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How To Maintain Flexibility in Open Office Plans

At Hartford Steam Boiler Inspection and Insurance Company, open office space must be flexible to suit the needs of a variety of types of work.

By Greg Zimmerman, Executive Editor  
OTHER PARTS OF THIS ARTICLEPt. 1: How to Make the Open Office Plan Successful Pt. 2: Overcoming Opposition to the Open Office PlanPt. 3: What Do You Want? How Listening to Occupants Yields SuccessPt. 4: How Open Office Space Must Address Acoustics, Thermal Comfort Pt. 5: Health and Wellness: How Research Influences Open Office DesignPt. 6: Examination of Corporate Culture Leads to Open Office Space Pt. 7: This Page

The Hartford Steam Boiler Inspection and Insurance Company (HSB) has a different take on open office, says Jordan Haynes, HSB’s assistant vice president, real estate and facilities. “We are trying to suit business needs, and those business needs vary,” he says. “For example, a significant portion of our population consists of engineers, so they aren’t necessarily a perfect fit for an open office.”

The company, a subsidiary of Munich Re, is headquartered in a 470,000-square-foot facility in Hartford, Conn.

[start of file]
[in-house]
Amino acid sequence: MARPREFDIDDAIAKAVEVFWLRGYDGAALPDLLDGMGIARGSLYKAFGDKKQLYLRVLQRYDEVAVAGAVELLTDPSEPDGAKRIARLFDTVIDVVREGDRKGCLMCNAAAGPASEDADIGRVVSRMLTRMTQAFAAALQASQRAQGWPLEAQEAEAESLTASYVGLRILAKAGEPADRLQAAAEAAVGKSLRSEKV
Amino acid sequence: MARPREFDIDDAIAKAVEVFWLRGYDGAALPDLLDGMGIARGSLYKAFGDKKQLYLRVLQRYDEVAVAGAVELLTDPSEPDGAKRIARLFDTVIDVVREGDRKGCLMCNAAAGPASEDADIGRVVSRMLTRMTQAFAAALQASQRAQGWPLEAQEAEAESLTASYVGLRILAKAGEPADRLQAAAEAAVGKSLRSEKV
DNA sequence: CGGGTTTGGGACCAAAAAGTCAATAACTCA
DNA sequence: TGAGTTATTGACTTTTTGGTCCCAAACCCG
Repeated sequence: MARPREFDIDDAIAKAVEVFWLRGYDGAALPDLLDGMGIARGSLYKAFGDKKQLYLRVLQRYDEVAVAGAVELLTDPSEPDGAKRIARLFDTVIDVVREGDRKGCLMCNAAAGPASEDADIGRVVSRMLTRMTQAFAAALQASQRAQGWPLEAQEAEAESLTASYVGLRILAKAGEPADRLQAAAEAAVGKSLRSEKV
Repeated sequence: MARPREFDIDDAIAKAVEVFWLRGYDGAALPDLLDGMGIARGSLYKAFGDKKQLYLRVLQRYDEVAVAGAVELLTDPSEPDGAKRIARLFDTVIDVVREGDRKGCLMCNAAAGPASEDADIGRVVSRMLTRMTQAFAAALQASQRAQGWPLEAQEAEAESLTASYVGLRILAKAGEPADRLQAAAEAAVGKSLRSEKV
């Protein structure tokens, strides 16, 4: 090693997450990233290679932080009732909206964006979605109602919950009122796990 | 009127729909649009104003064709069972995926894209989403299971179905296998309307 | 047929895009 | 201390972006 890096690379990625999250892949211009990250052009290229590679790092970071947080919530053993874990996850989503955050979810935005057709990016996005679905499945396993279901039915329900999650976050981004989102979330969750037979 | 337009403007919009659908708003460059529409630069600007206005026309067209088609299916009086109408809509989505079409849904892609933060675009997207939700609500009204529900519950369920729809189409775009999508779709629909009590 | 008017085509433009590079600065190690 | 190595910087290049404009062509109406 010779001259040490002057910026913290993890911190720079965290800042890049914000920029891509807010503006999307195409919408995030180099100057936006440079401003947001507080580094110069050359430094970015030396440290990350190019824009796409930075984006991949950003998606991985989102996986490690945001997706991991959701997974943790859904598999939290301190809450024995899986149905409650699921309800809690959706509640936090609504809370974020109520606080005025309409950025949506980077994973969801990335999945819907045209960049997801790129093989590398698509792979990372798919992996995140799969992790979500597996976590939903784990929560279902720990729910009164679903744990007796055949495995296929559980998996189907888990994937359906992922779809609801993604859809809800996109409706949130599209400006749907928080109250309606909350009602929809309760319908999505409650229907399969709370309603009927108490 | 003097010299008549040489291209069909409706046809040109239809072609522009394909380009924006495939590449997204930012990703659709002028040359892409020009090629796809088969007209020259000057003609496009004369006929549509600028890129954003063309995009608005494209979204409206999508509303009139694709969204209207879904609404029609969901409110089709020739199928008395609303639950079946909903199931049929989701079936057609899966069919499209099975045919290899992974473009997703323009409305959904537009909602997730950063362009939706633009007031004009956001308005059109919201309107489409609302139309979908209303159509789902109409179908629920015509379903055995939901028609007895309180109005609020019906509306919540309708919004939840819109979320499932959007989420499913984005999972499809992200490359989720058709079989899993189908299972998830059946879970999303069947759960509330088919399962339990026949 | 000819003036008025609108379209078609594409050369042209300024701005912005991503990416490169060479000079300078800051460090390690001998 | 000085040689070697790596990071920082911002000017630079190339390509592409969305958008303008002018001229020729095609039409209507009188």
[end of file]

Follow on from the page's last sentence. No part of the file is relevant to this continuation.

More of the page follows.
So Haynes has deployed several different models of open office space. He brings up Floor 13 as one example: The space doesn’t have private offices, and is completely open. But half the floor is meeting space, and half is workstations. “This is a cross between activity-based solutions and a head-down environment,” he says. “The floor is home to multi-discipline project teams, and so we need lots of space for small group collaboration.” 

Eleni Reed
Jordan Haynes, assistant vice president, real estate and facilities, HSB

Haynes, who often speaks with Chris Walinski, building operations manager, Munich Re, to share ideas, says the major challenge in transitioning to open office is ensuring occupants understand why their space has changed. “The heaviest lift is the change management process,” he says. “We’ve had to develop good will with our end users over the years.” 

He says the hybrid nature of much of his space makes his work challenging, but also interesting. “Standards can provide consistency,” says Haynes. “But they present difficulty when we need to tailor custom solutions for particular business needs.” As a result, Haynes spends a lot of time talking with his occupants about what they need. As well, like Walinski, Haynes has dived into health and wellness strategies. “It’s top-of-mind for us,” he says. “Ultimately, real estate is all about talent, so we’re trying to maximize their experience.” 

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  posted on 6/28/2019   Article Use Policy

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